Lives Lived and Lives Lost - Portsmouth and the Great War

The Brading family originated from the Isle of Wight where both of William Ernest's parents were born. They were Samuel Brading who was born in 1837 to parents William and Sarah, and Frances Jane, daughter of Edgar and Caroline Midlane born in 1839. Though both came from the Isle of Wight they were actually married in Gosport in 1857.
As soon as he left school Samuel took up an apprenticeship as a coppersmith, which probably explains why he moved to Portsmouth where there would have been more opportunity of finding work, particularly in the Dockyard. Samuel and Frances were recorded in the 1861 census living at 8 Copenhagen Street, off Unicorn Road, with their daughter Alice who was born in 1859.
Ten years later the family were at 77 Gladstone Street, Buckland whilst in the meantime two more children had been born, Ada in 1866 and Samuel jnr. in 1870. A further ten years on, in 1881, the family were at 60 Grafton Street and two sons had been added, William Ernest on 24th Septemeber 1873 and Edwin in 1877. Yet another change of address is recorded in the 1891 census when the Bradings were at 9 Prospect Road, close to Flathouse Quay, when William Ernest had found work as a shipwright's apprentice.
In 1897 William Ernest married Annie Townsend and were listed in the 1901 census living at 104 Cressy Road, Buckland with their two children Edgar (b. 1898) and Leslie (b. 1900). William Ernest was not actaully at home when the census was called as he had by then joined the Royal Navy and was at sea on board HMS Magdala. It was the same in 1911 when the census noted that the family had moved to 171 Laburnum Grove, North End and three more children had been born - Ivy (b. 1904), Ruby (b. 1909) and Grace (b. 1910), but William was at sea, this time on HMS Swiftsure.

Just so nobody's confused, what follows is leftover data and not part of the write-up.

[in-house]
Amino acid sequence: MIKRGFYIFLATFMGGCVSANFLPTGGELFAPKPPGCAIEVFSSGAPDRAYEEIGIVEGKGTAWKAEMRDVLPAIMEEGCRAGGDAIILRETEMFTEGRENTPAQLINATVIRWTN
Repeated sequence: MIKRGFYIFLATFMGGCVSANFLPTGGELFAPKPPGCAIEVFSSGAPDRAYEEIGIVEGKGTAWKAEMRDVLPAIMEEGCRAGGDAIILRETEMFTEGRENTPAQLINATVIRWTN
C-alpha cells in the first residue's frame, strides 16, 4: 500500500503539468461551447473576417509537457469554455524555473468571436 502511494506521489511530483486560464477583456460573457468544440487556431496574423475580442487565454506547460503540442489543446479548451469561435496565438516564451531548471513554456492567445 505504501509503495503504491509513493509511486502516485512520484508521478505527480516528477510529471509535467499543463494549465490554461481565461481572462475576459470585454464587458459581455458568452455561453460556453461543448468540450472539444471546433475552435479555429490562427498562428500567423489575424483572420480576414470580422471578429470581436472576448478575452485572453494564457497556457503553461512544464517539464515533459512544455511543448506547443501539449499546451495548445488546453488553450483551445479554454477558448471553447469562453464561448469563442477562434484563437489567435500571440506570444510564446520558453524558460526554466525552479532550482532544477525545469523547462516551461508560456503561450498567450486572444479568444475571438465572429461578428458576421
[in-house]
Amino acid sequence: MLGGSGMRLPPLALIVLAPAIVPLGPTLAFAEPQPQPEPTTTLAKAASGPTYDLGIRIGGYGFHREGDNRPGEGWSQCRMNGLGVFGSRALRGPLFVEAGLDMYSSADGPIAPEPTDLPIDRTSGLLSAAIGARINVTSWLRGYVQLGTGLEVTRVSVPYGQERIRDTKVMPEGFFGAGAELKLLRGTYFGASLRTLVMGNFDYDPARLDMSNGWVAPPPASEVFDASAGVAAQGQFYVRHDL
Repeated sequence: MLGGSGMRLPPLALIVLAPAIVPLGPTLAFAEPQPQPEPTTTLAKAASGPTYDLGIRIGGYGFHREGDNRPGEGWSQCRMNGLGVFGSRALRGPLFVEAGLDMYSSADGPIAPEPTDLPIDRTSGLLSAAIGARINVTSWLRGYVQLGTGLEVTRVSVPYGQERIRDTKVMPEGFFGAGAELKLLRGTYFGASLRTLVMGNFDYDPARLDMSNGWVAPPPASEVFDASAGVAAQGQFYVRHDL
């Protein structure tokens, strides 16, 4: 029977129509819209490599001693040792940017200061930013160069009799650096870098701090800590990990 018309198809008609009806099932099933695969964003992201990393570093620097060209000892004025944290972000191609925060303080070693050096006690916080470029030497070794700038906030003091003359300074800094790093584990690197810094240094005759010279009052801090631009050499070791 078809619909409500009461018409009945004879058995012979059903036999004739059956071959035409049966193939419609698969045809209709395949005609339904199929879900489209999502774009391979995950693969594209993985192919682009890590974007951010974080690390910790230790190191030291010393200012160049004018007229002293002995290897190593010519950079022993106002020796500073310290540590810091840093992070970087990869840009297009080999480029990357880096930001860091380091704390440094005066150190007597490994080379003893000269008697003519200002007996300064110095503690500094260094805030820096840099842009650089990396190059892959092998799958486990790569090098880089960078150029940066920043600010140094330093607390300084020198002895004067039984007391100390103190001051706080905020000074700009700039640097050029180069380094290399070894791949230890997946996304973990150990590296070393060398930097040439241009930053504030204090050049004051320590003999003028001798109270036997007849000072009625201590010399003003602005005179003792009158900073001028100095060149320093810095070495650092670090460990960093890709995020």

Most of William's career in the navy after the declaration of war in 1914 is unknown except that at some point he was posted to HMS Exe which was engaged in counter-mining and anti-submarine patrols out of the Humber from August 1915 onwards. The death of William Brading was recorded by the CWGC on 27th March 1918 but as the ship reported no losses in action at the time it is assumed he died from an accident or from disease.
The Commonwealth War Graves Commission (CWGC) list Artificer Engineer William Ernest Brading, Royal Navy, HMS Exe, died 27/03/1918. Commemorated on the Portsmouth Naval Memorial (Panel 28).
William Brading is also commemorated on the Buckland United Reformed Church WW1 Memorial and on the Cenotaph. He is not listed in "The National Roll of the Great War", Section X.
Tim Backhouse
November 2014